Thursday, March 22, 2012
My late mother-in-law used to come to Atlanta from Virginia every year around the first of April. Although our peak is early this year, the first week of April was reliably the height of the azalea-dogwood extravaganza. We would ride around the neighborhoods, and she would always say the same thing, "It looks like a giant has taken a paintbrush and flung it out over Atlanta." Not a spring goes by that I don't think of her and how she delighted at seeing the splashy colors of the season.
She would really love it this year. Everything is happening at once. The dogwoods are out; some quince is still holding on; azaleas are blooming, giant snowballs are turning from mint green to white, Yoshino cherries are at their peak, and there are a few late daffodils holding on. Scilla is flowering at least three weeks early; a few late camellias still have flowers as do some of the deciduous magnolias, and pansies and violas are at their most brilliant. Let's see: redbuds, some pear trees still white, yellow Carolina jasmine and halesias with their white bells. And, how could I forget purple wisteria? Saturday, in my hometown, I went past one of the biggest patches I've ever seen. I have a love-hate (mostly hate) relationship with this thug, which I inherited from previous owners. Still, the scent is nice in the morning, and the clusters of flowers are lovely. I've come a long way in eradicating it since the era when it climbed every tree and formed purple castles high above. My neighbor down the street has a later blooming white wisteria that doesn't seem as sinister.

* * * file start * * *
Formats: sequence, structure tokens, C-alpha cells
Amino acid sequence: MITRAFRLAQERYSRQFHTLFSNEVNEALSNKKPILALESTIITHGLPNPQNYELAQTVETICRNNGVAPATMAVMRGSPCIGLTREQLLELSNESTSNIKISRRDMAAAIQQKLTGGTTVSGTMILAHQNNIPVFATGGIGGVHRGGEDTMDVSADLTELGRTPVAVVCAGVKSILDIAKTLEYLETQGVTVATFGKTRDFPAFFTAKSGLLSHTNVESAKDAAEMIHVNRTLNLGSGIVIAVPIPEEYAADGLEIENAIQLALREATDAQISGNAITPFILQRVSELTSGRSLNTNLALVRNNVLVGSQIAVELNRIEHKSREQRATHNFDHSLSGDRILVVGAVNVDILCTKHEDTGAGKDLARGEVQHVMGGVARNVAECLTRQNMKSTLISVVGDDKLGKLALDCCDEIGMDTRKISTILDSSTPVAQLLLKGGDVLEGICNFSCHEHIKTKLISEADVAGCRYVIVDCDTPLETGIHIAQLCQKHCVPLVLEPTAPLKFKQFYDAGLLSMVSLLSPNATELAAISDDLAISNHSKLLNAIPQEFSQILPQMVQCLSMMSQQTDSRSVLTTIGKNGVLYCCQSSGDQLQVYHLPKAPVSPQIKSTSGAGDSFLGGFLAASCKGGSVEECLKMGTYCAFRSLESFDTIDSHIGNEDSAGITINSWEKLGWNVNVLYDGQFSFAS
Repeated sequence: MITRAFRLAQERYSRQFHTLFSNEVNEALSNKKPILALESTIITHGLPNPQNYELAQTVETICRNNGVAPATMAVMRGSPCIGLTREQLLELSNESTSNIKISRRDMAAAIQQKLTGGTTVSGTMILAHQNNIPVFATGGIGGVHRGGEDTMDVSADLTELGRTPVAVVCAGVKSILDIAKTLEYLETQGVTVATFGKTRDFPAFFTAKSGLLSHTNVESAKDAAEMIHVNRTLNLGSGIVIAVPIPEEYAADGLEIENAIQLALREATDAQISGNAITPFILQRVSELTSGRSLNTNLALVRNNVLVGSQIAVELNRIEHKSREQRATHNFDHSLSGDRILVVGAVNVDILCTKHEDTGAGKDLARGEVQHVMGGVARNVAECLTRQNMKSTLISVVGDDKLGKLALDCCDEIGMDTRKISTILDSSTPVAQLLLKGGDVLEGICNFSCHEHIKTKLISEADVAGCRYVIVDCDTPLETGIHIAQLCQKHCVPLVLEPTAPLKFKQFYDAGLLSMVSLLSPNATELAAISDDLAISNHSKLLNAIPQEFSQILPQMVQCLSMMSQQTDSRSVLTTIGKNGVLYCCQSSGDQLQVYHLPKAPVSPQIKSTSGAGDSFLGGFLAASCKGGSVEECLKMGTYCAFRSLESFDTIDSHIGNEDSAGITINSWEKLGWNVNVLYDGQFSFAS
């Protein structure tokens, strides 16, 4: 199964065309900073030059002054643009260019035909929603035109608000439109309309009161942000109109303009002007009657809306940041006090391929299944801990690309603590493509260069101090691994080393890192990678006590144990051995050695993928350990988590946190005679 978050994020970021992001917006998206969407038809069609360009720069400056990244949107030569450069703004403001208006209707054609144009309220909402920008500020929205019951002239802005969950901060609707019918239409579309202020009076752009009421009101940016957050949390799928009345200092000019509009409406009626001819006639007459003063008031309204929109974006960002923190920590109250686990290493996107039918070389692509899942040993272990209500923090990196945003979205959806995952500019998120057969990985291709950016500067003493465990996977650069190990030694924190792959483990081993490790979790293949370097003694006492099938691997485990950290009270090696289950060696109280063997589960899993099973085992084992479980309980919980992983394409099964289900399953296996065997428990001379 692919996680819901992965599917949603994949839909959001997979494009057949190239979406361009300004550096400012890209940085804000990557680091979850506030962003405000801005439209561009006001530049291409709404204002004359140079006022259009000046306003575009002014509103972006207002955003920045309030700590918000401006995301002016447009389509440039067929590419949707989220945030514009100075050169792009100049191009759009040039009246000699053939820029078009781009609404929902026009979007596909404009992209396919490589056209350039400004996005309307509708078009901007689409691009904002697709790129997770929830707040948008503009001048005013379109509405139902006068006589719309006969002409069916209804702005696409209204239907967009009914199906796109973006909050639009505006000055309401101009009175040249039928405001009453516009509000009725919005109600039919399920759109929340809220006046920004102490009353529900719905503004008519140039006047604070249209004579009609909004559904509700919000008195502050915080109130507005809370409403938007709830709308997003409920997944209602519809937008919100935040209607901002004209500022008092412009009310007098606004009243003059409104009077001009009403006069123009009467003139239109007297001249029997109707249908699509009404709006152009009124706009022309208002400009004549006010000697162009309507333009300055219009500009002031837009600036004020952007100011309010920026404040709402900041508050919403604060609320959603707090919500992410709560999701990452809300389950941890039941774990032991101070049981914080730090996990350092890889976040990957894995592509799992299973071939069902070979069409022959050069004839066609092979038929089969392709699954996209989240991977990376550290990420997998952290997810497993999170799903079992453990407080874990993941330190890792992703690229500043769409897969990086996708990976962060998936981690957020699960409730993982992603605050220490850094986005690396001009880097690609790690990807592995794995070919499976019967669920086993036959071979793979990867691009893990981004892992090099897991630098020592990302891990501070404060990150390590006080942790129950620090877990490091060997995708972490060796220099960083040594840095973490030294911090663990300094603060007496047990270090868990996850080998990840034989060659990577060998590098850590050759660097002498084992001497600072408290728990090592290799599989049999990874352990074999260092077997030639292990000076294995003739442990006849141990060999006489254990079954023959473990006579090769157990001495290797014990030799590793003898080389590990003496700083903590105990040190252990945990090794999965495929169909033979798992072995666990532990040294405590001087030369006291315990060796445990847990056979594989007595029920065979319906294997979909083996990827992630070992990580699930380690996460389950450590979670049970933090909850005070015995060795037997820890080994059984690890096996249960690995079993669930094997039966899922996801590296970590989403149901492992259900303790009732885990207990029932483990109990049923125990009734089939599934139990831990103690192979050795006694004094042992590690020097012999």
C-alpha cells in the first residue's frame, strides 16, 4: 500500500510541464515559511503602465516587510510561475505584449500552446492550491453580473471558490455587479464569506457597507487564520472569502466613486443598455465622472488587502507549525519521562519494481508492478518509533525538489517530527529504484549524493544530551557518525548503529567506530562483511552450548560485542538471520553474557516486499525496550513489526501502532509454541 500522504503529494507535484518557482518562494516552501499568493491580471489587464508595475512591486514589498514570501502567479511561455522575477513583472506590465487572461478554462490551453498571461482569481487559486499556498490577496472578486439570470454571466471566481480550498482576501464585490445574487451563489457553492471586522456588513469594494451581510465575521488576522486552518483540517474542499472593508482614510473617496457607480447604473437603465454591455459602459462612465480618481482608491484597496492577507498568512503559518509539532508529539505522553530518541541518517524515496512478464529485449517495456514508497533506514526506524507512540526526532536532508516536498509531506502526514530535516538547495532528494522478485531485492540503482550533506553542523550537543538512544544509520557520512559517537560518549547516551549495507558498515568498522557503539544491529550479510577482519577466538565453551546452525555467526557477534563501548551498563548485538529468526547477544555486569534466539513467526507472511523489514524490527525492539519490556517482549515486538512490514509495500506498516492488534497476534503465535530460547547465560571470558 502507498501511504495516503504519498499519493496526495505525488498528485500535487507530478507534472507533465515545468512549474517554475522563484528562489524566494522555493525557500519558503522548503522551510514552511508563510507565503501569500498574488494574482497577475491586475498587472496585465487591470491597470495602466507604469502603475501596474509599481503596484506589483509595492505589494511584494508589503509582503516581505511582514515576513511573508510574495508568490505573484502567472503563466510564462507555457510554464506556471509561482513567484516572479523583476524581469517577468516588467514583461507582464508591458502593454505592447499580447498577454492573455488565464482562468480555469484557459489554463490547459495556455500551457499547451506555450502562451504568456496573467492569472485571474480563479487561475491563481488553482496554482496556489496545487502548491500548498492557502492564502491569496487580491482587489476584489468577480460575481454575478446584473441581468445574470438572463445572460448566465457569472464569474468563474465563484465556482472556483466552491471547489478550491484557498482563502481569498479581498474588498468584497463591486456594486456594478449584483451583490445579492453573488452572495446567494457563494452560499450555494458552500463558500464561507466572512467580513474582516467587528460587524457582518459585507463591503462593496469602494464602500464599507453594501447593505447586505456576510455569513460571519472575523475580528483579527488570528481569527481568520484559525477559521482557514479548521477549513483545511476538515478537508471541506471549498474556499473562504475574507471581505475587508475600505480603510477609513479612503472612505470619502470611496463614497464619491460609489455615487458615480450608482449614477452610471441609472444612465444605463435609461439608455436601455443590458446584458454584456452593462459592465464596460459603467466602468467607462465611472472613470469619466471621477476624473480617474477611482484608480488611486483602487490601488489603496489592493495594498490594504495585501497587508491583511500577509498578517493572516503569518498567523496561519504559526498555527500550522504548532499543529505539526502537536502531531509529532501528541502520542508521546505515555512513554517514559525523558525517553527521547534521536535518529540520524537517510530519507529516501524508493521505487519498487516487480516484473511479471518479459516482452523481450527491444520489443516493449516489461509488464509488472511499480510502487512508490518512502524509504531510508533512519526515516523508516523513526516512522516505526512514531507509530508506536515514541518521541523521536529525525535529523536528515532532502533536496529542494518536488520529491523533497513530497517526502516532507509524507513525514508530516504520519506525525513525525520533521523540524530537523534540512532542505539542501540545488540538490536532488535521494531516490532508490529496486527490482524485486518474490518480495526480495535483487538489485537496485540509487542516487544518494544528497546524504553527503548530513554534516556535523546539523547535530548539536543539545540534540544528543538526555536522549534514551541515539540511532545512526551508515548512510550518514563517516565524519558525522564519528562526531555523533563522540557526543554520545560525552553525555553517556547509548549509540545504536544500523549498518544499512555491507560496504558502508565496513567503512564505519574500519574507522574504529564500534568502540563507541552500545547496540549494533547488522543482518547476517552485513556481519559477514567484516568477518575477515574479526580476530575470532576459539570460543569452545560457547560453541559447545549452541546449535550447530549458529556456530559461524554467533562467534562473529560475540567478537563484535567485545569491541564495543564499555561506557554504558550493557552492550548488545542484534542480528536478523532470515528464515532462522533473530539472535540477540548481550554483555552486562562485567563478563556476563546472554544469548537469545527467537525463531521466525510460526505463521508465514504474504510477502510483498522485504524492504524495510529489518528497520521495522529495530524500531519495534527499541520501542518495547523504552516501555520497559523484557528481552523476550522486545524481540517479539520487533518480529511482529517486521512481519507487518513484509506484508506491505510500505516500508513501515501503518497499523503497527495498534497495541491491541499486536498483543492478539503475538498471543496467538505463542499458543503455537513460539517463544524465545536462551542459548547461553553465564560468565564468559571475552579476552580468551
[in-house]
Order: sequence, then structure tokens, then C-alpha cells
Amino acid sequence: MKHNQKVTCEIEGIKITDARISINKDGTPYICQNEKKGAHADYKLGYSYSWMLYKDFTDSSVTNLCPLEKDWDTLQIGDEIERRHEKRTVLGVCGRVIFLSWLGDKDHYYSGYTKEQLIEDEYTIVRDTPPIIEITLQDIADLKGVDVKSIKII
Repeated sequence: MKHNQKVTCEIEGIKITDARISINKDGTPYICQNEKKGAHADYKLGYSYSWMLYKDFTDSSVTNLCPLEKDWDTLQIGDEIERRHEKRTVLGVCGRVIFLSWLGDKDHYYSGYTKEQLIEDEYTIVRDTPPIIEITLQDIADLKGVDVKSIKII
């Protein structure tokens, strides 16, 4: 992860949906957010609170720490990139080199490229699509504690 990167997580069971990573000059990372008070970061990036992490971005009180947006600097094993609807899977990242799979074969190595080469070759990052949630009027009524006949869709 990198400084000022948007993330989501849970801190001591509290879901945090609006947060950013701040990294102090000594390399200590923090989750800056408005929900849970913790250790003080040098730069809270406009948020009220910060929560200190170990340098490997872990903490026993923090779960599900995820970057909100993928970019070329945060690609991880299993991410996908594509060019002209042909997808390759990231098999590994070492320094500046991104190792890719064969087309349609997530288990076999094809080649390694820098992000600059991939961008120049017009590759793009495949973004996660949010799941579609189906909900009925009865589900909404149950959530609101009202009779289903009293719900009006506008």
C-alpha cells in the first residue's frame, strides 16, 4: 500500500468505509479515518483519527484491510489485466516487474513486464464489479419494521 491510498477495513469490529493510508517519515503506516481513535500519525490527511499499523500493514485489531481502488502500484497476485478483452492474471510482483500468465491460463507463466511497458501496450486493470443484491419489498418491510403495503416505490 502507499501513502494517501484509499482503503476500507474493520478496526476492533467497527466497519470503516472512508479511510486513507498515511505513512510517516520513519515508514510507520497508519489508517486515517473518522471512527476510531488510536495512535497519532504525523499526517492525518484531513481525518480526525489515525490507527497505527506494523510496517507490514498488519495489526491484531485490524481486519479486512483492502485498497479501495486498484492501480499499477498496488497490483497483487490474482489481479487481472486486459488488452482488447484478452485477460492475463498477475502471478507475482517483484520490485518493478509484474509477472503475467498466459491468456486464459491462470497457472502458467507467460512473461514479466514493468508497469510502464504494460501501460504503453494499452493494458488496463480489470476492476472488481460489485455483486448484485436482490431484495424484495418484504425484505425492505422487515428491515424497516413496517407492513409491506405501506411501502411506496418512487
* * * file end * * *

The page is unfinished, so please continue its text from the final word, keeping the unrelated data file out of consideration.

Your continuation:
This morning, I came down Habersham Road and almost wrecked the car at the sight of a yellow banksaie rose in front of my children's pediatrician's house. Every year, I look forward to seeing this species rose resembling a light yellow fountain flowing to the ground from a tall pine tree.
The photograph above was taken at Kathy Rainer's house on Peachtree Battle Avenue in Atlanta. You couldn't see this Lady Banks rose from the street - it's on the side of her house. The first time I ever saw it, I remember walking around the corner and gasping at its size and the spectacle it made as it tumbled down from a balcony.
Tomorrow, we're supposed to have storms. We need the rain, but I'm wishing I had taken my camera today to try and capture some of the incredible sights. I imagine it will be even prettier in the next few days. I don't think the giant has completely finished with his yearly job.